A Rincon man was one of two men sentenced to federal prison for their roles in the murder of a whistleblower who exposed a multi-million-dollar scheme that fraudulently employed undocumented workers.
Pablo Rangel-Rubio of Rincon, was sentenced to 584 months, more than 48 years, in prison after previously pleading guilty to charges including aiding and abetting the retaliation against a witness, while Higinio Perez-Bravo of Savannah, was sentenced to 240 months, 20 years, in prison after previously pleading guilty to conspiracy to commit murder for hire, said David H. Estes, U.S. Attorney for the Southern District of Georgia.
U.S District Court Judge Lisa Godbey Wood also ordered Rangel-Rubio to pay $1,351,217.05 in restitution to the victim’s family and to another worker for lost wages and for Perez-Bravo to pay restitution of $1,329,412.80 to the family of the victim.
Both Rangel-Rubio, 53, and Perez-Bravo, 52, are citizens of Mexico illegally present in the United States and are subject to deportation after completion of their prison terms. There is no parole in the federal system.
A third defendant, Rangel-Rubio’s brother, Juan Rangel-Rubio, 45, of Rincon – also an illegal alien – faces a statutory minimum sentence of life in prison after being found guilty at trial in October 2022 on charges including conspiracy to retaliate against a witness, and conspiracy to kill a witness. His sentencing date has not yet been set.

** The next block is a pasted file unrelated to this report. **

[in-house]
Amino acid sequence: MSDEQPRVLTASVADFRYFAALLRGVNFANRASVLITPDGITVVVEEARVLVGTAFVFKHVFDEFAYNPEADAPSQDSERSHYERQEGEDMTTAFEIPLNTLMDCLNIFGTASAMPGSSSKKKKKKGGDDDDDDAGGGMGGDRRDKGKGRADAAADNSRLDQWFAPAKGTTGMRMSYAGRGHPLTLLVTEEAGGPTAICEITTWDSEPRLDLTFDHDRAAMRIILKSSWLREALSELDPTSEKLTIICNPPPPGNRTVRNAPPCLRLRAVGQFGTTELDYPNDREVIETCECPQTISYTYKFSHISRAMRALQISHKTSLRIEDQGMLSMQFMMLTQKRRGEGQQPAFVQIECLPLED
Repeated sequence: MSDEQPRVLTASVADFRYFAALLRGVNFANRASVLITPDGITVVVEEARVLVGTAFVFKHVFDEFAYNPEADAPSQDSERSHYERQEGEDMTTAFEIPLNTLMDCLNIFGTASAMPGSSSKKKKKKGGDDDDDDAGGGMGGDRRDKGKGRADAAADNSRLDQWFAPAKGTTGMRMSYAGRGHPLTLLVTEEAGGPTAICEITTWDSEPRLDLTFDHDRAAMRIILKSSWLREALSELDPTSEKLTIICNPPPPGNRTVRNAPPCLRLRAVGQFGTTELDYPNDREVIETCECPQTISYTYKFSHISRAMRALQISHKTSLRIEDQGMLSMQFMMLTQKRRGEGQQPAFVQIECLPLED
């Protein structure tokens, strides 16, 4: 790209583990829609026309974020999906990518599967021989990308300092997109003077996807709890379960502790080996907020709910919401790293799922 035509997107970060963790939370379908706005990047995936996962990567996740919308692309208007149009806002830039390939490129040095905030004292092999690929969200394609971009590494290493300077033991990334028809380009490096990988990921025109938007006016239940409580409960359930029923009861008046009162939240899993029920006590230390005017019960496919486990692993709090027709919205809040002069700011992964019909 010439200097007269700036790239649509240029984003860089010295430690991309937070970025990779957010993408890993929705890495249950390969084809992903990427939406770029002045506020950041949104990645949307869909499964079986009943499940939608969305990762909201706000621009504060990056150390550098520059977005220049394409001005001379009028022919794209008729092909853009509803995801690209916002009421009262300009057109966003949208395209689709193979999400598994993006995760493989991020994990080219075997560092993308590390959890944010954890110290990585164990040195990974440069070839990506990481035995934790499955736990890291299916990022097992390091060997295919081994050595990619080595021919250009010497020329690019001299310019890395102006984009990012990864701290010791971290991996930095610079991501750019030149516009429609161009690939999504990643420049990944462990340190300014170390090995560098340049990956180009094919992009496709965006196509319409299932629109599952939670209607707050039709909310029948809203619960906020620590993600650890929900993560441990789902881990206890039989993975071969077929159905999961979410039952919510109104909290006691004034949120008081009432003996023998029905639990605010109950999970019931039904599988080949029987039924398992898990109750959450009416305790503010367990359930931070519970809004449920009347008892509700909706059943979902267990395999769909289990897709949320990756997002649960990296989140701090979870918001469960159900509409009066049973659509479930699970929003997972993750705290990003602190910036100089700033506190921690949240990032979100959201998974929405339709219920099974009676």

“These sentences represent a measure of justice for Eliud Montoya, a brave man murdered by criminals protecting their lucrative and exploitative labor-trafficking enterprise,” Estes said. “Our law enforcement partners did outstanding work to identify and hold accountable those responsible for this brutal murder.”
As reflected in court documents and evidence, the three men conspired to kill Eliud Montoya, a United States citizen who blew the whistle on a scheme of hiring and mistreating illegal aliens and who was murdered August 19, 2017, near his home in Garden City, Ga.
Pablo Rangel-Rubio worked as a supervisor at Wolf Tree, a contract company that performed tree-cutting services on utility rights-of-way. Working with his brother, the two schemed to hire illegal aliens to work for the company, and then routed the illegal aliens’ paychecks to their own bank accounts where they skimmed a portion of the pay for themselves. As a result of this scheme, the conspirators netted more than $3.5 million from an estimated 100 illegal alien laborers.
Montoya, a United States citizen who also worked at Wolf Tree, saw his colleagues being mistreated and complained to the company and to the U.S. Equal Employment Opportunity Commission. After Mr. Montoya blew the whistle on the scheme, Pablo Rangel-Rubio arranged for Mr. Montoya’s murder by paying Perez-Bravo for the use of his vehicles and to act as the getaway driver when Juan Rangel-Rubio shot Mr. Montoya to death.
“This sentence means that criminals like these defendants will not escape justice and will no longer be able to victimize anyone,” said Special Agent in Charge Katrina W. Berger, who oversees Homeland Security Investigations (HSI) operations in Georgia and Alabama. “We are thankful for the hard work done by all of the agencies involved in this case and hope that the verdict brings comfort to the victims and their families.”